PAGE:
• No, I’d say Teacherken’s pomposity is far higher than average on the internet. This diary, which links to his essay, is actually worth reading but he not only writes a diary every other day, he enters other people’s diaries to direct everyone’s attention to his diary. He’s a nice guy and on his area of specialization he has some interesting things to say, but I’ve been watching him do this for years at Kos and I mostly just avoid his comments and diaries at this point because he has nothing new or interesting to say and spends most of his time talking about himself.

    • ed

      145 words to damn someone as a windbag? Pot meet kettle.

      • Rigby Reardon

        I don’t really think that damning teacherken as a windbag was actually the point of her comment. You might want to work a bit on your reading comprehension.

  • Isn’t a possible explanation of variation in charter school scores due to smaller school sizes and regression to the mean? That cuts both ways, that charters posted higher-than-average scores in the past not from any substantive superiority, but rather because of their small size allowed a result far from the mean–then the next year, with a new set of students, the results plummet. See http://www.samefacts.com/2013/06/education-policy/why-the-best-performing-schools-are-small-schools-just-like-the-worst-performing-ones/. So the reformers take advantage of statistical outliers when the news is good, but when there’s a regression back (or below) the mean, it’s the system! cf. Kahneman’s story in Thinking Fast and Slow about the performance of the Israeli air force pilots. So we’ve been upending education in this country because we don’t understand statistics?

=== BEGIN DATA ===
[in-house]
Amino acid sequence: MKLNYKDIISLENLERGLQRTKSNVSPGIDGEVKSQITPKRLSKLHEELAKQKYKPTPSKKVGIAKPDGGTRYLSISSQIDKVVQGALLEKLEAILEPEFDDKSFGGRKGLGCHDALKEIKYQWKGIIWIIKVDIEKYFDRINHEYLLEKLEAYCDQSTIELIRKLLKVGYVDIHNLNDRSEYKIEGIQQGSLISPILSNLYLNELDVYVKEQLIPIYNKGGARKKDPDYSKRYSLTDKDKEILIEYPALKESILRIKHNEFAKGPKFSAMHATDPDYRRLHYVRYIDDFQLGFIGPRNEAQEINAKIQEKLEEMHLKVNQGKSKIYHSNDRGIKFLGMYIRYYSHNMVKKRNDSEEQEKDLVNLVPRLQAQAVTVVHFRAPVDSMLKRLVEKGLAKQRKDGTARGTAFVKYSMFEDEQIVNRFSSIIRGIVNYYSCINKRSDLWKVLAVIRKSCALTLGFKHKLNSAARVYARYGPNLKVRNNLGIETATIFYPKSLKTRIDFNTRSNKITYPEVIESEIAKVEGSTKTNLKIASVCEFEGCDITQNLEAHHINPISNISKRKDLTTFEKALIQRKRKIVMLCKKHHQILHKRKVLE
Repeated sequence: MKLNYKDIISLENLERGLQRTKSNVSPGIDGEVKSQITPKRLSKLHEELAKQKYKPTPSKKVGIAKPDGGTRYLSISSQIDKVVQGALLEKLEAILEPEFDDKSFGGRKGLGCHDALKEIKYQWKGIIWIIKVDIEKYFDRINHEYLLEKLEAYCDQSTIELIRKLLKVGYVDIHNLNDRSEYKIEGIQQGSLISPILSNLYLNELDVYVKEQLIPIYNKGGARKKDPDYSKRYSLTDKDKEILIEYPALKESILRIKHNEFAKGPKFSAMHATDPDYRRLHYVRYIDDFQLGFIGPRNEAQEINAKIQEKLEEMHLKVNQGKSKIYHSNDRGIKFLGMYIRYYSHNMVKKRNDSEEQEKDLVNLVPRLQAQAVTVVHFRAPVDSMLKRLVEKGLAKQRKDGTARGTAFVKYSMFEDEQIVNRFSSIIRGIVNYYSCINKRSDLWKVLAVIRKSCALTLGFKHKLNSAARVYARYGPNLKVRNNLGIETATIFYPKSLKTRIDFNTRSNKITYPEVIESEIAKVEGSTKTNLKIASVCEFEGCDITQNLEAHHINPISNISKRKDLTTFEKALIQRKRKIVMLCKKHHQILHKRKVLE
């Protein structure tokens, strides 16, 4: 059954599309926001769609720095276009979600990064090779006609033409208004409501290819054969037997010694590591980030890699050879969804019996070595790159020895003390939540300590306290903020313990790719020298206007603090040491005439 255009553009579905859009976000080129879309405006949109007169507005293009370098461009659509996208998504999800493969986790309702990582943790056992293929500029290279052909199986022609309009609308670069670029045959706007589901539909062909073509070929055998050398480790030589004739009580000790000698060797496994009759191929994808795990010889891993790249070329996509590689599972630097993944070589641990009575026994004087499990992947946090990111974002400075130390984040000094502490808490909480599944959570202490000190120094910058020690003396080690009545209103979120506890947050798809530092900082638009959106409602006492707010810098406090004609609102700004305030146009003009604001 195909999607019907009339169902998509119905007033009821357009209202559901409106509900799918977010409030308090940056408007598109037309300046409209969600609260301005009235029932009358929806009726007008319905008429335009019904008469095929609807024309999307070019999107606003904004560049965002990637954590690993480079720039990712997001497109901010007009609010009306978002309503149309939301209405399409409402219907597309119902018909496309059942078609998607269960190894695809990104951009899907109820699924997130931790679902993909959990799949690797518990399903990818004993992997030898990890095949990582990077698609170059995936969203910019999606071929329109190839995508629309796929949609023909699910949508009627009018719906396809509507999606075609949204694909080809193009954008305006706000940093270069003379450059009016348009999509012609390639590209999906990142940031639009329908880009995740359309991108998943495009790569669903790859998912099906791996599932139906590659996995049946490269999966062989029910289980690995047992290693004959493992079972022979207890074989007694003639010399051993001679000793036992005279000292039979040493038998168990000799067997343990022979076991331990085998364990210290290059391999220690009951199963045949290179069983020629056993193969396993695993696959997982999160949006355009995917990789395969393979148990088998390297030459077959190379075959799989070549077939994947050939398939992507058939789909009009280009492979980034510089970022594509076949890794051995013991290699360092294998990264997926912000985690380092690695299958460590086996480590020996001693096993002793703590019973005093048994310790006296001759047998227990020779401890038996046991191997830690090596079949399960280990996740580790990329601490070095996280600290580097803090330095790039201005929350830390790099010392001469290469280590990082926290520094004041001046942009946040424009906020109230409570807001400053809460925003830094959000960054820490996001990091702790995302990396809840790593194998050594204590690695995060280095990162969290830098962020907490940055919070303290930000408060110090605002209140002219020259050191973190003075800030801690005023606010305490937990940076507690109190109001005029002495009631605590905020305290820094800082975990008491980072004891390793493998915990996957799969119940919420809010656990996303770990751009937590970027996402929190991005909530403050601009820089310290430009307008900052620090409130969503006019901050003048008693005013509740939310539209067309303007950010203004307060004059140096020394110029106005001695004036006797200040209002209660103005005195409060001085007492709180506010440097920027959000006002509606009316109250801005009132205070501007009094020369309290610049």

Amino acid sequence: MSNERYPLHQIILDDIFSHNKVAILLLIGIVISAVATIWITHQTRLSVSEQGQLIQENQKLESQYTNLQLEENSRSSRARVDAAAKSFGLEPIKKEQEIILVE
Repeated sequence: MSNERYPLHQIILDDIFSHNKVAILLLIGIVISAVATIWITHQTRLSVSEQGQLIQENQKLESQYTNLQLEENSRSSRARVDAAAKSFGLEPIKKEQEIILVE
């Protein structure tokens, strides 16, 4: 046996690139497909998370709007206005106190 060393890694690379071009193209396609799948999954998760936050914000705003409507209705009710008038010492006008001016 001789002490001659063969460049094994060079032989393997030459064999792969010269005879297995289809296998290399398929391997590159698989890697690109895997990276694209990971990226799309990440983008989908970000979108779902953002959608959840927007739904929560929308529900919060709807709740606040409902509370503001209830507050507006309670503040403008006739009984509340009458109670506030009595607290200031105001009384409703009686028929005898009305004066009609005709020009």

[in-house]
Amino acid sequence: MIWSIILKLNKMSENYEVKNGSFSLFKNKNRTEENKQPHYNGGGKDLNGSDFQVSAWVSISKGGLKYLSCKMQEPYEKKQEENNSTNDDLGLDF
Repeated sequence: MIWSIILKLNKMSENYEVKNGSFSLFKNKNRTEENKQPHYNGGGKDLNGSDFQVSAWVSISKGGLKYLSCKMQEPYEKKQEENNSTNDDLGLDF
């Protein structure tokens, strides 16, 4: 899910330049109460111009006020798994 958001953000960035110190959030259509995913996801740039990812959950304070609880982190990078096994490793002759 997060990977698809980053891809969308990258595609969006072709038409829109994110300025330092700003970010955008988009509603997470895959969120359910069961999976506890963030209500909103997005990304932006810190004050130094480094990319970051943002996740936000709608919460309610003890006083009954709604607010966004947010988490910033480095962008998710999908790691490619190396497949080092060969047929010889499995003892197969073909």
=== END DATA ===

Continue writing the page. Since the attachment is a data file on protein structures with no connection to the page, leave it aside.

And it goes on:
• Matt McKeon

      Maybe if there was a standardized test for statistics this problem would be completely solved.

      Standardized high stakes tests, MCAS currently in Mass. do tend to flatten and distort the curriculum, as nontested subjects and activities are squeezed or reduced to make room for test prep.

  • It’s all about the data for education reformers, right?

    Uhhhhh ……. no.

    It’s all about the money.

    I think you are collecting the wrong data to measure their effectiveness.

    Let’s try it again with measuring the portion of educational funding that is going to charter/voucher, etc schools. Tells a different story of growth/improvement, doesn’t it?